After our walk, we went shopping for food and returned to the dorms to relax for a bit. That night, Kim made us a quinoa stir-fry for dinner, with carrots and Moroccan hummus as a side. For my contribution, I busted out a mini cheesecake for dessert that I purchased at the supermarket. We indulged and gossiped, just like old times when we had third period free our senior year of high school.

After dinner we left to go get drinks at a very Scottish pub with Mike, Jenny, and a friend of theirs who is studying medicine at St. Andrews. We stayed at this pub until it closed, which isn’t to say that we stayed late or anything. Later that night, I went to meet up with Diego and his friends at another club.

On our way home, Diego and I discovered that we come from very similar family backgrounds. His socially conservative, Christian parents have had a very hard time coming to terms with Diego’s homosexuality. Since Diego has been out for a few years more than I have, he had a lot of insights to share with me, particularly into the parent’s side of the situation. It helped me see my own situation in a new light, with more clarity and a broader perspective.

The next day, Kim and I went to Dundee to visit the mall. We visited several different stores, all the while enjoying the atmosphere of Dundee and one another’s company. Later that evening, we took a walk on the beach in Saint Andrews. It was in the mid to upper 30s and a tad breezy. The colors and the clouds in the sky and setting sun easily made up for my numb, uncovered ears. We took a picture at a small bridge on Saint Andrew’s Links, the home of golf, before returning to the toasty confines of Kim’s dorm.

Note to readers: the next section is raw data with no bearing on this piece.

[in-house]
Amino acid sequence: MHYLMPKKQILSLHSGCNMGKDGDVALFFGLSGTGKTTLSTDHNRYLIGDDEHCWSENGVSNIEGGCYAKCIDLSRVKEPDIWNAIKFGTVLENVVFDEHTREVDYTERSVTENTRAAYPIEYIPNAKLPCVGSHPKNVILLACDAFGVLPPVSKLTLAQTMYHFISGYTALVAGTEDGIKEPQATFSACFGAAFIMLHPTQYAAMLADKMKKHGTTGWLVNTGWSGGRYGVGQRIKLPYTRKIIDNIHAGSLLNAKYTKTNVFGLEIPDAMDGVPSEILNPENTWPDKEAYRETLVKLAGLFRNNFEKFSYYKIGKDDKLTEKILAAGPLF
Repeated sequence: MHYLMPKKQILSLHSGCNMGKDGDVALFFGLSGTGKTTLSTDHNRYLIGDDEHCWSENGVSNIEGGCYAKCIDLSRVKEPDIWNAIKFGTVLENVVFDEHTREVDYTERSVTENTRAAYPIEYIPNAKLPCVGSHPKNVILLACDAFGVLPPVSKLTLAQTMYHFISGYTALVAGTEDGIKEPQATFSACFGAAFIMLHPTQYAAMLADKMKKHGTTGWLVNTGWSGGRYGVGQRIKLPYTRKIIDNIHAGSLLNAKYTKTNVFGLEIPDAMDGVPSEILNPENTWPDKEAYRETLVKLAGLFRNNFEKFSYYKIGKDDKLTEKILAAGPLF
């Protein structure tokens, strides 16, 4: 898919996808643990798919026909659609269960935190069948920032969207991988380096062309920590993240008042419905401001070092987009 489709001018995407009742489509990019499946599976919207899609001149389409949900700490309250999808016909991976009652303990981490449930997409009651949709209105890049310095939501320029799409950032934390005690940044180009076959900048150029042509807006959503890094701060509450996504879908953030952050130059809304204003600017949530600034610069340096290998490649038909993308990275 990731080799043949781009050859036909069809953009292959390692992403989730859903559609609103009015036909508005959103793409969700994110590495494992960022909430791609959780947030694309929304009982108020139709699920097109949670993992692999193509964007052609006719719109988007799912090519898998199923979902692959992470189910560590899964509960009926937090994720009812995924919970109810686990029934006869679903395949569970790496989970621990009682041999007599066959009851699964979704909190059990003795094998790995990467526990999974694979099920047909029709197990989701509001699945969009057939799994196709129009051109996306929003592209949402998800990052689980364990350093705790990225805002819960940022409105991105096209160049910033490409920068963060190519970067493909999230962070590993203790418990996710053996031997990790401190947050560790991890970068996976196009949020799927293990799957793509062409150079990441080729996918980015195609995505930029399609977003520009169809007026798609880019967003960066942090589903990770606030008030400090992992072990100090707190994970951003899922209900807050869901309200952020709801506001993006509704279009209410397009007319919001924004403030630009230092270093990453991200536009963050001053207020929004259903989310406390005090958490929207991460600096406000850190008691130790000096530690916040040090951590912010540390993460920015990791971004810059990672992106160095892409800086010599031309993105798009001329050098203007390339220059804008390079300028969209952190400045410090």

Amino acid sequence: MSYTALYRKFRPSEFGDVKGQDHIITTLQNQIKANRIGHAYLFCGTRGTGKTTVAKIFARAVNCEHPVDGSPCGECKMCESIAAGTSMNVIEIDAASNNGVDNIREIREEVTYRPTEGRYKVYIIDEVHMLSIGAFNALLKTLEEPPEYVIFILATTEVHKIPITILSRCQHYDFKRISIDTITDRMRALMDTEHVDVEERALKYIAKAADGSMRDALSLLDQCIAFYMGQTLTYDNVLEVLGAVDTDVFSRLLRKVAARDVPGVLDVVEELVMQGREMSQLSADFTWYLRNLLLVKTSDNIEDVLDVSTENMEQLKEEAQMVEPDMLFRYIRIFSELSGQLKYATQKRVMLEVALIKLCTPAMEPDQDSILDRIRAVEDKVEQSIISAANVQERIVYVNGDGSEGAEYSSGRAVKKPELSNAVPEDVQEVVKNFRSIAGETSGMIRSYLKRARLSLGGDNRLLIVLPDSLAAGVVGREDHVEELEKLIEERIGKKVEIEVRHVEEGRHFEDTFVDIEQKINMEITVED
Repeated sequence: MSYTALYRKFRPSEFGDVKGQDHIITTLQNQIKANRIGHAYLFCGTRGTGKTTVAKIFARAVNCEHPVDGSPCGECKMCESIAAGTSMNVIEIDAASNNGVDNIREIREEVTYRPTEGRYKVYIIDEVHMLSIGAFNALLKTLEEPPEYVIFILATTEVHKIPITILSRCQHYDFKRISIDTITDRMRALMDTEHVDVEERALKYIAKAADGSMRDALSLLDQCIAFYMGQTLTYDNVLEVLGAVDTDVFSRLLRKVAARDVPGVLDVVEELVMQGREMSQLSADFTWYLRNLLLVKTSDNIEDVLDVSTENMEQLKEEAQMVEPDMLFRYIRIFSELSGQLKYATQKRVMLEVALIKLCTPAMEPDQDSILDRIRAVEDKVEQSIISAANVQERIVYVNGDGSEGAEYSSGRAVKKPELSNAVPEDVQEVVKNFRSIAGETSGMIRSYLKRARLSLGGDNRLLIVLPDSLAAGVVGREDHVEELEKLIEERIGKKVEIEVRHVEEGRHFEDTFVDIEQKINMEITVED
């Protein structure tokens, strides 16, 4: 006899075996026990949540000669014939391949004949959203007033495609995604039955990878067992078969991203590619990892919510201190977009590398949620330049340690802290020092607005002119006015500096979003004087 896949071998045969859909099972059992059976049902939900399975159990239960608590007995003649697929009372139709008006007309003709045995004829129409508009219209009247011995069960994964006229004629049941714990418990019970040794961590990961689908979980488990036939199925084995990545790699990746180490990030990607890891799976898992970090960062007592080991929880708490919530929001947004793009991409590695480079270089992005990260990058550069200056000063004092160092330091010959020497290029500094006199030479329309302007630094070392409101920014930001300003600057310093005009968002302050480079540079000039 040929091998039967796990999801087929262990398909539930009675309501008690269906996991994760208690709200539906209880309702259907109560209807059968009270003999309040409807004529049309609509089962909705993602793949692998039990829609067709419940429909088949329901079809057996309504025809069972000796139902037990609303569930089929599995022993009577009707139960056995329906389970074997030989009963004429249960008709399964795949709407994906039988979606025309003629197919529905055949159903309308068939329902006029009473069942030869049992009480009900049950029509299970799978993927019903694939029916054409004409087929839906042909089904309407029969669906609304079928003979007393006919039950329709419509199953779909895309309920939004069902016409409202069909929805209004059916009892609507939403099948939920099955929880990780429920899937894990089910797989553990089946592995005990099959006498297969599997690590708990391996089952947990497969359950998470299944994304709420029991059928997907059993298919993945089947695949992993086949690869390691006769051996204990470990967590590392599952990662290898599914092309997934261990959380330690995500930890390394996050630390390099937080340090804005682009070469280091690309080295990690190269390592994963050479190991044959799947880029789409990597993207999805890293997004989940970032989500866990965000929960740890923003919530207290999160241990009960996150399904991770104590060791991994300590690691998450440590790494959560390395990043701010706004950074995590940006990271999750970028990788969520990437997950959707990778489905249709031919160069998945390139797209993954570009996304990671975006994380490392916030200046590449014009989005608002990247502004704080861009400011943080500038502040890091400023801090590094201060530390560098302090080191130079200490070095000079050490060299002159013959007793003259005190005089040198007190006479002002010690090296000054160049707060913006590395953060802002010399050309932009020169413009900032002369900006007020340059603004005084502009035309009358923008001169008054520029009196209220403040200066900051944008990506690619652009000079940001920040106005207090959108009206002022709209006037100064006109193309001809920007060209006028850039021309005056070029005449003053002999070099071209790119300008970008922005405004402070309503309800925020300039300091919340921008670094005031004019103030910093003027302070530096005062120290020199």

On my last day in Scotland, I went with Diego to St. Mary’s library. For lunch, I ate by far the most delicious fish and chips I’ve ever had, from The Tailend, smothered in vinegar and salt. I blogged alongside students in Saint Andrews and occasionally glanced out the window at a gigantic tree that Diego said was planted by the Queen of Scotland hundreds of years ago. For dinner, Kim and I went to a noodle bar—one of the only restaurants in St. Andrews that stays open after 6pm—and grabbed some delicious noodles cooked in coconut milk.

I left the next morning to Glasgow. After a tuna sandwich, I caught a flight to Keflavik, Iceland, the same airport where my journey began in August. After a very pensive hour spent gazing out at the Martian landscape and eating overpriced peanuts, I boarded a flight to New York. 










































Monday, April 9, 2012

Valencia, Spain

Valencia, Spain
April 9-12

We arrived in Valencia on Sunday evening at about midnight and attempted to take a metro over to Las Arenas beach, near where our airbnb host, Joan lives. Since the last metro had left hours ago, we ended up taking a taxi instead.

It took us awhile to find where Juan actually lives because Google, after putting in Juan’s address, directed us to the wrong location. After using a stranger’s phone to call him, we were able to get there after only a few minutes of walking. We crashed as soon as we put our stuff down in our room.

The next morning, Jeff and I left to find some breakfast. We ended up at a small restaurant close to the beach. We took note of the fact that this little restaurant serves a wide variety of authentic Spanish foods for a pretty good bargain. After Jeff ate, we went back to the room to collect David, and then back to the restaurant to get some lunch (tortilla sandwiches made from egg, potato, and spinach) on our way to the beach.